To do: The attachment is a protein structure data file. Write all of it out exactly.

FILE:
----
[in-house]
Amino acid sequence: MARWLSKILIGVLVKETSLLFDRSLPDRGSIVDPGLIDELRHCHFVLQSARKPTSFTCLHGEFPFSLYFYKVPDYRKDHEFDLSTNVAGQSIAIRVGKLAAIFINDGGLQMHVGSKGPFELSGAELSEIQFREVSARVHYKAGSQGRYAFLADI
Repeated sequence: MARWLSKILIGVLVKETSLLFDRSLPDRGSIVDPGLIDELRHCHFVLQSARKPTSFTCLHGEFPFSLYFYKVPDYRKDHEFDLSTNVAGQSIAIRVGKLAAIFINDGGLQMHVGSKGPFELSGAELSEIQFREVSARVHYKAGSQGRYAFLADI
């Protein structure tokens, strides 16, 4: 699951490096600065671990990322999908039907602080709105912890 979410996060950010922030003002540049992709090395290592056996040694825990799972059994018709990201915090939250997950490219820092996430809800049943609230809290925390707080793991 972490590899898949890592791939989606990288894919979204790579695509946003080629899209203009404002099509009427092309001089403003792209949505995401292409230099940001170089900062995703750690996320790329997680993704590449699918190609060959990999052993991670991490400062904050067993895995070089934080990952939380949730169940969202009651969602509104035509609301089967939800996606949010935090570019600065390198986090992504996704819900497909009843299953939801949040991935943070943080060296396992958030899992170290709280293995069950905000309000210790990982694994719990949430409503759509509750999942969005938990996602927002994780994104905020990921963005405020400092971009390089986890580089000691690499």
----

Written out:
[in-house]
Amino acid sequence: MARWLSKILIGVLVKETSLLFDRSLPDRGSIVDPGLIDELRHCHFVLQSARKPTSFTCLHGEFPFSLYFYKVPDYRKDHEFDLSTNVAGQSIAIRVGKLAAIFINDGGLQMHVGSKGPFELSGAELSEIQFREVSARVHYKAGSQGRYAFLADI
Repeated sequence: MARWLSKILIGVLVKETSLLFDRSLPDRGSIVDPGLIDELRHCHFVLQSARKPTSFTCLHGEFPFSLYFYKVPDYRKDHEFDLSTNVAGQSIAIRVGKLAAIFINDGGLQMHVGSKGPFELSGAELSEIQFREVSARVHYKAGSQGRYAFLADI
């Protein structure tokens, strides 16, 4: 699951490096600065671990990322999908039907602080709105912890 979410996060950010922030003002540049992709090395290592056996040694825990799972059994018709990201915090939250997950490219820092996430809800049943609230809290925390707080793991 972490590899898949890592791939989606990288894919979204790579695509946003080629899209203009404002099509009427092309001089403003792209949505995401292409230099940001170089900062995703750690996320790329997680993704590449699918190609060959990999052993991670991490400062904050067993895995070089934080990952939380949730169940969202009651969602509104035509609301089967939800996606949010935090570019600065390198986090992504996704819900497909009843299953939801949040991935943070943080060296396992958030899992170290709280293995069950905000309000210790990982694994719990949430409503759509509750999942969005938990996602927002994780994104905020990921963005405020400092971009390089986890580089000691690499």